Washington, DC

Photo by PoPville flickr user *tinadelarosa

From a press release:

“The Census Bureau released its annual 2016 American Community Survey (ACS) data last week, which once again shows that the city’s poverty rate remained stubbornly high at 18.6 percent (it was 18 percent in 2015). This is well above the 2016 national poverty rate of 14 percent.

Nearly one in five District residents lives in poverty, despite the fact that the 2016 median household income in the District of Columbia is $75,506, one of the highest in the nation. Income inequality in the District, and across the country, is a primary driver of poverty and hunger.

The District not only has an income inequality problem; it has a huge racial inequality problem, according to the ACS findings. The data reveal not just a gap but a chasm between white and black residents in terms of both poverty and median household income. The District’s poverty rate for white individuals is 7.9 percent, while the rate for African Americans is almost four times higher, at 27.9 percent. And the median income for white households is $125,747, compared to $37,891 for African American households.

“Today’s census data are another reminder of the stark contrast between the haves and have-nots in our city,” said Beverley Wheeler, director of D.C. Hunger Solutions, an initiative of the Food Research & Action Center. “In one of the wealthiest cities in the country, it is unacceptable that over 18 percent of residents — most of whom are people of color — are living in poverty.”

These poverty and inequality data also drive a related problem that many District residents struggle with — lack of access to grocery stores and the resources to purchase enough food.

Closing the Grocery Store Gap in the Nation’s Capital, a recent report from D.C. Hunger Solutions, shows that, of the 49 full-service grocery stores in the District of Columbia, only two are located in Ward 7 and just one is in Ward 8. Not coincidentally, these wards have the highest poverty rates in the city, and the majority of residents are African American. The three full-service grocery stores east of the Anacostia River serve 149,750 residents, while the 82,000 residents of Ward 6 are served by no fewer than 10 full-service grocery stores.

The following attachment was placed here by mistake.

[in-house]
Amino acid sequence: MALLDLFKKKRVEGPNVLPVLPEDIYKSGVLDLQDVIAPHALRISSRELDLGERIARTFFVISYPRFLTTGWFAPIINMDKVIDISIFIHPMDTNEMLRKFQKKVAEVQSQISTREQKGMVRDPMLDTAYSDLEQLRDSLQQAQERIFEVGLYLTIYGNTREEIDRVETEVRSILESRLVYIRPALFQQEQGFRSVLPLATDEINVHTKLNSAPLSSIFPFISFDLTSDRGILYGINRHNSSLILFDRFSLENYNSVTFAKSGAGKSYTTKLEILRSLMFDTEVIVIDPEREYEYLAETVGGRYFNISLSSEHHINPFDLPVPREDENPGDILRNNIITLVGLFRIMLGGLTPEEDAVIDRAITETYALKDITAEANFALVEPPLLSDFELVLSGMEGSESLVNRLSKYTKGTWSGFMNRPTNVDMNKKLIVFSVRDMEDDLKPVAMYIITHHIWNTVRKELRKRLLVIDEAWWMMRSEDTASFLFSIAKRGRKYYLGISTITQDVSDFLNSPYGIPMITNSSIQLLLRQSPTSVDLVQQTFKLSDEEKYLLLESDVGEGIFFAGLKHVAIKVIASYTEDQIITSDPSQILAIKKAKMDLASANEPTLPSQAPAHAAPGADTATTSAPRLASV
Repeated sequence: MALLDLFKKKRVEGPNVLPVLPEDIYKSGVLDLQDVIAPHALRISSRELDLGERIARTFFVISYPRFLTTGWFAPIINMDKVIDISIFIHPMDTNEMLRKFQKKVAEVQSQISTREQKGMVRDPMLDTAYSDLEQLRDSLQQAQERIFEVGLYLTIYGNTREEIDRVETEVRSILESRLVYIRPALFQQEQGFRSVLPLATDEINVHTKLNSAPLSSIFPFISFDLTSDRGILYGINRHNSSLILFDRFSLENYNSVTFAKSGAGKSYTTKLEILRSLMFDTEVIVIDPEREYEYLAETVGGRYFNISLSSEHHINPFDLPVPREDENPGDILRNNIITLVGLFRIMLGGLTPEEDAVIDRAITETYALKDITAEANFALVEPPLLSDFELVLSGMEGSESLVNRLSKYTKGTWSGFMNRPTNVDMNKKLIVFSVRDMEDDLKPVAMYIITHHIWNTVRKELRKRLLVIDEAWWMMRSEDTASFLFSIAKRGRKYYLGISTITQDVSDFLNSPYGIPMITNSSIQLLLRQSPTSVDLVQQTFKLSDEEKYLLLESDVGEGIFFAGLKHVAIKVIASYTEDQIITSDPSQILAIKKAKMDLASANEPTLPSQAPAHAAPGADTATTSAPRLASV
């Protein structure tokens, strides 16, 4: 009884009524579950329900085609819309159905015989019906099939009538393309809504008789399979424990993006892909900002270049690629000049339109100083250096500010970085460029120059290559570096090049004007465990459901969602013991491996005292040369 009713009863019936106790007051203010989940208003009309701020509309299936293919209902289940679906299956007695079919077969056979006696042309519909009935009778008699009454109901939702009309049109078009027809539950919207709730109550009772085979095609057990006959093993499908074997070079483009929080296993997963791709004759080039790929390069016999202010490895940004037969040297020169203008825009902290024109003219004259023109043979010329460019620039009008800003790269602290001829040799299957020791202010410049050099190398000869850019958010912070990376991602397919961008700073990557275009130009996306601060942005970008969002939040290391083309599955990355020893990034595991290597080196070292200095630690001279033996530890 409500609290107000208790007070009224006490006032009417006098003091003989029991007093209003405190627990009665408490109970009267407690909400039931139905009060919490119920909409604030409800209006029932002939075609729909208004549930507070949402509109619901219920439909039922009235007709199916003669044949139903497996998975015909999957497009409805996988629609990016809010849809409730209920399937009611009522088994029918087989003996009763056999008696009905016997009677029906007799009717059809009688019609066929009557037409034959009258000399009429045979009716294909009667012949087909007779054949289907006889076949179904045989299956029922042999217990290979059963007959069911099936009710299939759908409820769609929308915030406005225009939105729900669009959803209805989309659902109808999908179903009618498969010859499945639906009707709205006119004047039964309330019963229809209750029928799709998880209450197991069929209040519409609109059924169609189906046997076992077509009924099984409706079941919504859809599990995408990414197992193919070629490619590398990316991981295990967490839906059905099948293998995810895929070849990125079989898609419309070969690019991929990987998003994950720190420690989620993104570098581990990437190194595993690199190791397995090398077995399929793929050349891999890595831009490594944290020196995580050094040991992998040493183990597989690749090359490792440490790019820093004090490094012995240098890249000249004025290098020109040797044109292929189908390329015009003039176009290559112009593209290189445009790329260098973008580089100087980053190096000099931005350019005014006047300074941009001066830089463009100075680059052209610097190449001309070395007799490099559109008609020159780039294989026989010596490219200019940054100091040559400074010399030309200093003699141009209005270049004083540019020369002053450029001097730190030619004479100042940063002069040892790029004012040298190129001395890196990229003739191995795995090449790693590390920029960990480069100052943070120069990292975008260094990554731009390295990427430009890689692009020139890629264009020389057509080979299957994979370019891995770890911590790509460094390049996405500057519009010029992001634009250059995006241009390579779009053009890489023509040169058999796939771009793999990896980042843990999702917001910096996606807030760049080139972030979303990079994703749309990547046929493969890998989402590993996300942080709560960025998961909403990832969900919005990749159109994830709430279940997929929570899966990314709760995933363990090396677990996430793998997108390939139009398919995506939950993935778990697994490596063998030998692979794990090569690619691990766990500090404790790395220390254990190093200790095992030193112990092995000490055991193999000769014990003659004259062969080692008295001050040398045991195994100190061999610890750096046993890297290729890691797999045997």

The report identifies grocery store access as a racial equity issue, and notes that this disparity exacerbates food insecurity and poor health outcomes for the District’s most vulnerable residents.

“It doesn’t have to be this way,” added Wheeler. “Solutions exist to address poverty, hunger, and income inequality, including higher wages, better job opportunities, and increased access to federal nutrition programs such as the Supplemental Nutrition Assistance Program, which is critical to keeping and lifting people out of poverty.”

Solutions exist as well to increase grocery store access, as described in D.C. Hunger Solutions’ report.

About D.C. Hunger Solutions
Founded in 2002 as an initiative of the Food Research and Action Center (FRAC), D.C. Hunger Solutions works to create a hunger-free community and improve the nutrition, health, economic security, and well-being of low-income District residents.”



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